Simple–the work around is to drive. Not only is it cheaper, it’s now faster!

  9. No kidding, speedwell? Thanks for the tip. My gf is taking a flight this week and will be delighted. I know I know, who would fly on Thanksgiving?

  10. Hey Russ D!

    1999 was a terrible experience here, too at the thompson center. but last week was incredibly efficient and full of good spirits (maybe that was the reason!!), also at the T. Center. Congrats on yer growth spirt, grin!

    cheers and have a Happy, Safe Holidays!

    drf

  11. the lines at ORD have been long, but at least the fellow asylum waiters have some humor about it. And the quality of the fed-o-screeners is pretty good. also, United has done a good job, the times i’ve gone through, with having some outgoing, friendly people there to direct, field questions, and even sing a song (much to the chagrin of all the people who were still in the line).

    combine that with a positive DMV-Jesse White HQ experience, and my whole bureaukrat-suspicion is on the way out…

    phew. read the article. much better… got over that. now i’m waiting for public health people to go after thanksgiving.

    cheerio,
    drf

  12. Hey, as long as the pilots are sober, whatever. I don’t generally doubt the need to observe a slightly thinner pantheon of rights in an airport, but I have long wondered how effective the overall process is. How many people (like the NC student) have snuck the same contraband onto planes over and over again? Taken in that perspective, while there’s some overpaid idiot rummaging through my luggage it makes me wonder who they’re missing on account of my dirty laundry.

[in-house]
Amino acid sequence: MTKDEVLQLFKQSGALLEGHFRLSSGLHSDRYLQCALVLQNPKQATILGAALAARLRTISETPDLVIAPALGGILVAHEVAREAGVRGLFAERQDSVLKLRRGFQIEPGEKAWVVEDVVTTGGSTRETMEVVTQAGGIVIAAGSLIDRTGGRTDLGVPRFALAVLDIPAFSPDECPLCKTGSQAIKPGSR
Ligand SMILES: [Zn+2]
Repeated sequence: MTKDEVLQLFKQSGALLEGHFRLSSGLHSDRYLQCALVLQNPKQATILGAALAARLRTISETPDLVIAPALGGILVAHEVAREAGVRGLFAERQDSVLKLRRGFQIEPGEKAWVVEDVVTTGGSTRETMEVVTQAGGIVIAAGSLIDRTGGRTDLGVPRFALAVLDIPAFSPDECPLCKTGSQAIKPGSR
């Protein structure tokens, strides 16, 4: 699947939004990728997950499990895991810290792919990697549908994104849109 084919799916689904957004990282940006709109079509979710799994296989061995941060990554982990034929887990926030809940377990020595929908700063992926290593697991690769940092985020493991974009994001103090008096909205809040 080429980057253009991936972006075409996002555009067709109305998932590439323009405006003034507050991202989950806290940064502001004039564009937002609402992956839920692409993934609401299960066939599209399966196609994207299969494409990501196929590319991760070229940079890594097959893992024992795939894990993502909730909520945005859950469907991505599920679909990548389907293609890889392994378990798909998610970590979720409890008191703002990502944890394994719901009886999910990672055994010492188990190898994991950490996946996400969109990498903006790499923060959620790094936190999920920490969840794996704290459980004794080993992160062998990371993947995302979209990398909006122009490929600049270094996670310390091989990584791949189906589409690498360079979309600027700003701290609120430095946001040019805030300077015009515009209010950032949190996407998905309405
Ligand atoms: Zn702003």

13. I’m curious how much of the security is as a result of govt mandate and how much is corporately instituted. Specifically, who is telling who what their passangers can and connot bring on a plane? If I have a buddy that owns a small jet, can he let me on with a knitting needles? What if I’m not his buddy and I pay him for a ride instead?

    Point being, is it at least possible for a small airline too introduce it’s no-security-lines flights? It’d be a huge insurance issue, I know. But currently, it doesn’t make much sense to take a 50 min flight from LA to Vegas because you’re gonna spend 2 hours at the airport and it only takes 3.5 to drive. That’s true for many short commuter flights. What’s the work around for this?

  14. Specifically, who is telling who what their passangers can and connot bring on a plane?

    I think the FAA rules extend to commercial flights only. So the thing with your buddy, you can bring whatever you like with you. And in a private arrangement between two parties, a commercial flight may be created, but the FAA would have to enforce its guidelines in order for them to matter. If there’s no FAA/airport official in the area, who cares? A law is only as good as its ability to be enforced anyway. When you get back into airlines again, then you’re talking about flights originating from FAA controlled towers, where there are supporting airport procedures to facilitate those flights. You probably can’t get past the long line. If you’re flying out of a cornfield, chances are there won’t be any lines anyway.

  15. “What if I’m not his buddy and I pay him for a ride instead?”

    Then you are breaking a _different_ Federal law and your pilot could easily lose his Private Pilots license.

    Read Section Sec. 61.113 of the Federal Aviation Regulations.

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    IP: 210.18.158.254
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    DATE: 05/20/2004 07:02:32
    In his errors a man is true to type. Observe the errors and you will know the man.